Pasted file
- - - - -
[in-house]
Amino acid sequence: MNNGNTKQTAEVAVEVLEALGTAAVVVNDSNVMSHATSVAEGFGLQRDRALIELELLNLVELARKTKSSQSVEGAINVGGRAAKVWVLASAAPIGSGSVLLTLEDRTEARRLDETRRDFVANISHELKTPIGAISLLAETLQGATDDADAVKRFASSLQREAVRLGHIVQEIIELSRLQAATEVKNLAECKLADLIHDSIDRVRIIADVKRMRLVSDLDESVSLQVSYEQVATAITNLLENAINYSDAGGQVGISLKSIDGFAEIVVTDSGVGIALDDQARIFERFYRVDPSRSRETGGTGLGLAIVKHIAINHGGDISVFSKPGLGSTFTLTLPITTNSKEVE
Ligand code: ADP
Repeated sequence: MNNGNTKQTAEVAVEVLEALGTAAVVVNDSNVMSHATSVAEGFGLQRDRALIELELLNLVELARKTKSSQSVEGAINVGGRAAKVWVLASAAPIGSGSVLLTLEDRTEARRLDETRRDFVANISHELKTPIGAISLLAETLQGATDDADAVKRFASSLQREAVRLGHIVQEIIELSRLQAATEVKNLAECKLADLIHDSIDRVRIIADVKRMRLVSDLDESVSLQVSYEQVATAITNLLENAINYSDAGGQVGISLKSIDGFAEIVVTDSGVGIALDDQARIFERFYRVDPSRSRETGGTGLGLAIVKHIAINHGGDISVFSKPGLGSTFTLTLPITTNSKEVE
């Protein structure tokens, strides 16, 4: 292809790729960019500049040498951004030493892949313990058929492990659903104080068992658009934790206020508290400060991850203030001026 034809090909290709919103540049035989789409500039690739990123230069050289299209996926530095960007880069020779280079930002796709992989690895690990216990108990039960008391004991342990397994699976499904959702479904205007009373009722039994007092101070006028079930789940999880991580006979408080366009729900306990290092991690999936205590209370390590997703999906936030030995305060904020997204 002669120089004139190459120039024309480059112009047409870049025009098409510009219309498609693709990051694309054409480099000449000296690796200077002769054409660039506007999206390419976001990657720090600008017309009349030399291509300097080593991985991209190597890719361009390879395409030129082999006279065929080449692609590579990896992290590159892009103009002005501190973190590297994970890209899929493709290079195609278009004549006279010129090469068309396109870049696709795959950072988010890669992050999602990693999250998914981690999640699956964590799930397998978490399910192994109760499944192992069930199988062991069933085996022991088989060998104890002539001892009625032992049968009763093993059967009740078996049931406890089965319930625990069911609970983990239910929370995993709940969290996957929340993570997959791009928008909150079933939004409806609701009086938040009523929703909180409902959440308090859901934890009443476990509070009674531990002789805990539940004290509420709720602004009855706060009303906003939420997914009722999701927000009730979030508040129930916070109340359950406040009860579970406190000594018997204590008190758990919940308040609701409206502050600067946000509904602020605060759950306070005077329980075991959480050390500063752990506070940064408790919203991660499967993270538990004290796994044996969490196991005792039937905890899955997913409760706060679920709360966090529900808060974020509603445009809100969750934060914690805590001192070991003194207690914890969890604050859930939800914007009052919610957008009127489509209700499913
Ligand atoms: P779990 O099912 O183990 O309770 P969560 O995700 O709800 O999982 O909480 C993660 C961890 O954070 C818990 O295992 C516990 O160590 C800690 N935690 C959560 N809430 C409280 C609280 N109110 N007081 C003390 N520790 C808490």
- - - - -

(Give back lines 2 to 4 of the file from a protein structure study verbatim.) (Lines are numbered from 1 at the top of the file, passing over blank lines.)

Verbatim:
Amino acid sequence: MNNGNTKQTAEVAVEVLEALGTAAVVVNDSNVMSHATSVAEGFGLQRDRALIELELLNLVELARKTKSSQSVEGAINVGGRAAKVWVLASAAPIGSGSVLLTLEDRTEARRLDETRRDFVANISHELKTPIGAISLLAETLQGATDDADAVKRFASSLQREAVRLGHIVQEIIELSRLQAATEVKNLAECKLADLIHDSIDRVRIIADVKRMRLVSDLDESVSLQVSYEQVATAITNLLENAINYSDAGGQVGISLKSIDGFAEIVVTDSGVGIALDDQARIFERFYRVDPSRSRETGGTGLGLAIVKHIAINHGGDISVFSKPGLGSTFTLTLPITTNSKEVE
Ligand code: ADP
Repeated sequence: MNNGNTKQTAEVAVEVLEALGTAAVVVNDSNVMSHATSVAEGFGLQRDRALIELELLNLVELARKTKSSQSVEGAINVGGRAAKVWVLASAAPIGSGSVLLTLEDRTEARRLDETRRDFVANISHELKTPIGAISLLAETLQGATDDADAVKRFASSLQREAVRLGHIVQEIIELSRLQAATEVKNLAECKLADLIHDSIDRVRIIADVKRMRLVSDLDESVSLQVSYEQVATAITNLLENAINYSDAGGQVGISLKSIDGFAEIVVTDSGVGIALDDQARIFERFYRVDPSRSRETGGTGLGLAIVKHIAINHGGDISVFSKPGLGSTFTLTLPITTNSKEVE